Andy: When I was reading about the exhibition before this interview today I noticed that it said the exhibition will bring the voice of the child to life and draw the connections between the past and the present into sharper focus. So I just wondered, what do you think are the connections and on the flipside, what do you think has changed dramatically in terms of childhood?
Ian: I think it’s a very interesting question that because there’s a whole discussion going on now isn’t there about the idea of lost childhood, that children grow up too quick, that children are at risk in society and I think one of the things the exhibition shows is that that was the case in the past as well because if you were a working class child in the end of the 19th century you’d be expected to be in work, to be working, and so you’d find evidence of 6 year olds, 7 or 8 year olds, working in brick factories and so forth. So that seems to me about a lost childhood also. It’s a different type of lost than contemporary childhood. You also find lots of examples of children at risk, so children on the streets were seen as being threatening if they were in groups. Similarly, children today if they’re in groups, you know, hoodies and so forth seem to be threatening. So in some ways there’s a similarity about this and people kind of talk about a ‘golden age’ don’t they always about what it was like, ‘I could always leave my door open, you know’. Childhood has actually changed quite a lot because the affluence of society has changed and I think also the very fact that children are now consumers in ways they weren’t before. So manufacturers now make things for children in ways they didn’t do in the past, they continue to gender children because obviously lots of girls toys are pink and you find the 19th century was a very gender society and so forth. This is now built into, or commercialised in some ways, in terms of the way in which children engage with their present lives. So I think what you find is there are enormous similarities between the two periods and the differences probably stem from the nature and way society itself has changed.
Andy: One interesting thing that I noted about the exhibition is that it will also include a section on contemporary childhood in the 21st century which will be curated by young people from two local schools. How are the young people who are curating that part of the exhibition going about recording and documenting their own childhood today?
Ian: We saw this as a really important part of the exhibition because as we’ve already talked about, the majority of material that you see in the exhibition is produced by adults or adults remembering their childhood. There's one or two small examples of children being creative in the past and we’ve got those bits and pieces but they tend to be very middle class families. In terms of young people now, we wanted them to tell us what it is like to be a young person in the 21st century. So the two schools have been working with a video artist, with some outreach workers from the city archives and so on, in a sense paralleling the way in which the exhibition itself has been developed. So there’s a group of children who are the recorders of what’s been going on, there’s a group of children who are going to be organising the display of the exhibition and there’s a group of children I think who are actually producing the materials and the aim will be that they want their story – and they call it their story – to become part of the archive when the exhibition finishes about what it is to be a child in the 21st century and essentially what they’ve gone for, because it seems to be central to their understanding of who they are, is they are recreating or creating a child or a teenager’s bedroom as in 2012 and they’re then going to put objects into that space which they think are typical of who they are.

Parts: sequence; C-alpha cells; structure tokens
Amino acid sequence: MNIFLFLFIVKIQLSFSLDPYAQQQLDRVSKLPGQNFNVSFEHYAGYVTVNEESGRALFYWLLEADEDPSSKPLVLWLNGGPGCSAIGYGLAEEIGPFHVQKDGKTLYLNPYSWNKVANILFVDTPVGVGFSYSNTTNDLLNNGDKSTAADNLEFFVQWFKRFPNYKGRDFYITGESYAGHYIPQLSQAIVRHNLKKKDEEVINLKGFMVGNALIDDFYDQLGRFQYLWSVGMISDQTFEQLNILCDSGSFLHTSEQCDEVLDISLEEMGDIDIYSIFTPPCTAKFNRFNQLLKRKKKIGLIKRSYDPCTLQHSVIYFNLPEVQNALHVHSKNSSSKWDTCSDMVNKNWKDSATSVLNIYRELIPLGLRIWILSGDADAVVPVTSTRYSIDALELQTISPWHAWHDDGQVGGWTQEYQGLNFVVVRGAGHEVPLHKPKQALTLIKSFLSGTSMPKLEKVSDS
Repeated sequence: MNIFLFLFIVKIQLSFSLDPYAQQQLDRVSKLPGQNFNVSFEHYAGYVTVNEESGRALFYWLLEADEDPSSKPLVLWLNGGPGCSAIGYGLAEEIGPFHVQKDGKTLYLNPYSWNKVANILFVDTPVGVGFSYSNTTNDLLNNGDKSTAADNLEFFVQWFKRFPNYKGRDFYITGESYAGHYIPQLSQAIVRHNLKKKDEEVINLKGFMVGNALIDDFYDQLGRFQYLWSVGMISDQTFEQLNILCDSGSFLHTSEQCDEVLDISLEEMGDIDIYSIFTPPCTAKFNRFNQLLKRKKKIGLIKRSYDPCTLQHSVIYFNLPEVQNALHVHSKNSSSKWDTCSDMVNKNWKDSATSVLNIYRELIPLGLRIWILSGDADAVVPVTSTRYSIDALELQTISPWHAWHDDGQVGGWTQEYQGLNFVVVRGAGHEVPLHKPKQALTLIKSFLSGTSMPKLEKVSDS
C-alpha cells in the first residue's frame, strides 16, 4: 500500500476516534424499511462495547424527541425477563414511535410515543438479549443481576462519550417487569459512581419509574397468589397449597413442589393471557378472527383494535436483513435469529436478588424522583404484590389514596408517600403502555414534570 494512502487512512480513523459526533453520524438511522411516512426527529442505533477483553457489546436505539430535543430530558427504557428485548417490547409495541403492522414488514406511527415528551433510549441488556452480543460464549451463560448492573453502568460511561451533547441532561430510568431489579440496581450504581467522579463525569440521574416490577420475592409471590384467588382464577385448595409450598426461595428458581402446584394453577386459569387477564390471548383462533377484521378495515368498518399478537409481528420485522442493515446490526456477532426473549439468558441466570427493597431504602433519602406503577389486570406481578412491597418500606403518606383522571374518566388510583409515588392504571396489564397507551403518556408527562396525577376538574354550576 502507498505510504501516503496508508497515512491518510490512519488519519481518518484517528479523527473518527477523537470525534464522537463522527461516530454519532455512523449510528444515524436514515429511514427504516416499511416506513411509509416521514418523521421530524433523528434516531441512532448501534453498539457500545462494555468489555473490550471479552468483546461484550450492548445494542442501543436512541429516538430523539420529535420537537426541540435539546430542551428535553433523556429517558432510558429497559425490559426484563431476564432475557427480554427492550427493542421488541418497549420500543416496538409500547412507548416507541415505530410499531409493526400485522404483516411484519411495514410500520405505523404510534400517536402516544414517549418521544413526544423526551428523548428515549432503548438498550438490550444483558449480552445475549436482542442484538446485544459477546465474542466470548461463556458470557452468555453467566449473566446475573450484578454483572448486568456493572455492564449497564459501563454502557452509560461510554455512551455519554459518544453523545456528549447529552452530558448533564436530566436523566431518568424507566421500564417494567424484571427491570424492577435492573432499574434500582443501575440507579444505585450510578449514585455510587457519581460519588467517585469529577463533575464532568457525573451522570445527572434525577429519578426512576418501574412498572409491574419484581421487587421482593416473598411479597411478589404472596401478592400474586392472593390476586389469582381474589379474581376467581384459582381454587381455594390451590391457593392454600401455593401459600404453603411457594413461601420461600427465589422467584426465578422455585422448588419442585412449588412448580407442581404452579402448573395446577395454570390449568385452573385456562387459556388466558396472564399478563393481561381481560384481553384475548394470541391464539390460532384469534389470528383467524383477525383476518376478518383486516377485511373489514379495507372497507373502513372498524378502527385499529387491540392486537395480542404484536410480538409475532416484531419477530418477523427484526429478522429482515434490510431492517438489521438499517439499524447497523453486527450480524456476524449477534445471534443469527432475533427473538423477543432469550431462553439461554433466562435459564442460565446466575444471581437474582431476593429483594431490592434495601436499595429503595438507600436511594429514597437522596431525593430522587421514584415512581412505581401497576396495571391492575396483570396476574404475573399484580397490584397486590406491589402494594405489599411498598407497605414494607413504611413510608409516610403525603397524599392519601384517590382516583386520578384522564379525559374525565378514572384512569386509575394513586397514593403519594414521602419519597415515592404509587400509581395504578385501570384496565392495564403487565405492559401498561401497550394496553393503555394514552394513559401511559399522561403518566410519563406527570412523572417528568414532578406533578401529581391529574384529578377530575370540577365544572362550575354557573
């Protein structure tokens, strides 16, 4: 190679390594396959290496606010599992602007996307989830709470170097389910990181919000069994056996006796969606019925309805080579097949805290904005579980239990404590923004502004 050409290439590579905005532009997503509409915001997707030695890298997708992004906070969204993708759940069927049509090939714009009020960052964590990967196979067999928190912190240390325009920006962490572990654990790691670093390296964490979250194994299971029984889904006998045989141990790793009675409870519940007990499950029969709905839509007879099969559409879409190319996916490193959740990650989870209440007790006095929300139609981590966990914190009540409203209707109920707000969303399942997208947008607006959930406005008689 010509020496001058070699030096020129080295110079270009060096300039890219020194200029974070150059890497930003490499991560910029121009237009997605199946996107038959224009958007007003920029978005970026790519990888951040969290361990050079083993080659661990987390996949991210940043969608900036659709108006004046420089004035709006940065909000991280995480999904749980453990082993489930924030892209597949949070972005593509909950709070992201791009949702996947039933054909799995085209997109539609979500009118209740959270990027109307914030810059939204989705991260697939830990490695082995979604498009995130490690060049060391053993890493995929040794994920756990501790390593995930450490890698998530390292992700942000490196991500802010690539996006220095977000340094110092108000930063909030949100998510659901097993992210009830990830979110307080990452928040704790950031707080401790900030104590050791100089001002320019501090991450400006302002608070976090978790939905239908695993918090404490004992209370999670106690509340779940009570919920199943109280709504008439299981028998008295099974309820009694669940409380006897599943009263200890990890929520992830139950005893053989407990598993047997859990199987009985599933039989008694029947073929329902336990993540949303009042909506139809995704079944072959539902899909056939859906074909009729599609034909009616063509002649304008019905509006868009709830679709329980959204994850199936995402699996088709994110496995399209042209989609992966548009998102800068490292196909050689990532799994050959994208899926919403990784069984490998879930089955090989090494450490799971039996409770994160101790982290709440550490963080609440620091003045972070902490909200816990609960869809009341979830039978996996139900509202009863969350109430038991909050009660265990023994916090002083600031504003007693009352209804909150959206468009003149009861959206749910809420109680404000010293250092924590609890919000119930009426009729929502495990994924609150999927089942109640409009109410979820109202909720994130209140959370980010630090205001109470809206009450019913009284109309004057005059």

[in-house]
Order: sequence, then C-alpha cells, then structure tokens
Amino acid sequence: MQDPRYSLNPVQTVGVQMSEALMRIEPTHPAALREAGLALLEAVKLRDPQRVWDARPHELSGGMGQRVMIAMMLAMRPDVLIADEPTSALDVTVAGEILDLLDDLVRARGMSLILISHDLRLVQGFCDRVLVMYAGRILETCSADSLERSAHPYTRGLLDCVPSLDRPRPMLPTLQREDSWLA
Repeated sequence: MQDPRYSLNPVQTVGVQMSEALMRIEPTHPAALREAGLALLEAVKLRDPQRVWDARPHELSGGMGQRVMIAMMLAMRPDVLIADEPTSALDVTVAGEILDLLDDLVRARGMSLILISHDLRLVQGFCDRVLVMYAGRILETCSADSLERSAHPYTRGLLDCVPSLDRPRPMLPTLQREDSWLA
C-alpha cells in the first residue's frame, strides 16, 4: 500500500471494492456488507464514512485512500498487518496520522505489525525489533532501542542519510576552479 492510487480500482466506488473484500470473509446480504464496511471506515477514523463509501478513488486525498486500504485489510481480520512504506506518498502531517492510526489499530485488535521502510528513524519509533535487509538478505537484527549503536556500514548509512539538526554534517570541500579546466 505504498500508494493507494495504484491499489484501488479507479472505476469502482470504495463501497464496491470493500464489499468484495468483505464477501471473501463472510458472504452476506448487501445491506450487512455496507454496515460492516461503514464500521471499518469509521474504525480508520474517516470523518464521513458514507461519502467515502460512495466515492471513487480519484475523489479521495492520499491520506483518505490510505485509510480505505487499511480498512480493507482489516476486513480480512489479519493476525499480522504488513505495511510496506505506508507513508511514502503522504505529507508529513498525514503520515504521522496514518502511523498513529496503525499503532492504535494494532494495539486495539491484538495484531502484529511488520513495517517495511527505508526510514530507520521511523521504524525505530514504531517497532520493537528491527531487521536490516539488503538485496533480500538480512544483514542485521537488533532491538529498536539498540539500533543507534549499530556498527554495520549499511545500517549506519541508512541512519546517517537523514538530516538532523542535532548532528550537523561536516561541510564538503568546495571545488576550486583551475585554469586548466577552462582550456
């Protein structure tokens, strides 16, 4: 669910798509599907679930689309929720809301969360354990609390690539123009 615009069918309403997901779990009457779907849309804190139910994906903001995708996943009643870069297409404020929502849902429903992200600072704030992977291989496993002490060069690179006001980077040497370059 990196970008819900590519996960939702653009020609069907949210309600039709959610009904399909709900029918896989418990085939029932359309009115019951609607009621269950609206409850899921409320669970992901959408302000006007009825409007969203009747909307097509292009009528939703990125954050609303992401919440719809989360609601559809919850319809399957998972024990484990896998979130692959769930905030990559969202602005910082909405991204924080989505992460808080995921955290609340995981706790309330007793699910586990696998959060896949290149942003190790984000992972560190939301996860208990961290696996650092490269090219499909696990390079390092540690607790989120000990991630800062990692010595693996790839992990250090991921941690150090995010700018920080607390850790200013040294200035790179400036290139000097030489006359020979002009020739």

Andy: What kind of objects are they going to be putting into that space?
Ian: You get the impression it will be trainers, it will be some clothes -
Andy: Mobile phones?
Ian: Mobile phones and so forth, a computer probably, but I still don’t know and so it will be very interesting to see what it is that they define themselves by. We’ll have to wait and see what they bring on the day the exhibition opens.
Andy: Does it make you a bit nervous as curator that you don’t know some of those objects that are going into that bedroom?
Ian: [Laughing] It certainly makes the people who are organising the exhibition, in terms of putting the display on, maybe slightly nervous but I think it will be fine.
Andy: Professor Ian Grosvenor, thank you very much for joining me today.
Ian: My pleasure.
Outro VO: This podcast and others in the series are available on the Ideas Lab website: www.ideaslabuk.com. On the website, you can find out how to e-mail us with comments, questions or suggestions for future topics for the podcast. There's also information on the free support Ideas Lab has to offer to TV and radio producers, new media producers and journalists. The interviewer and producer for the Ideas Lab Predictor Podcast was Andy Tootell.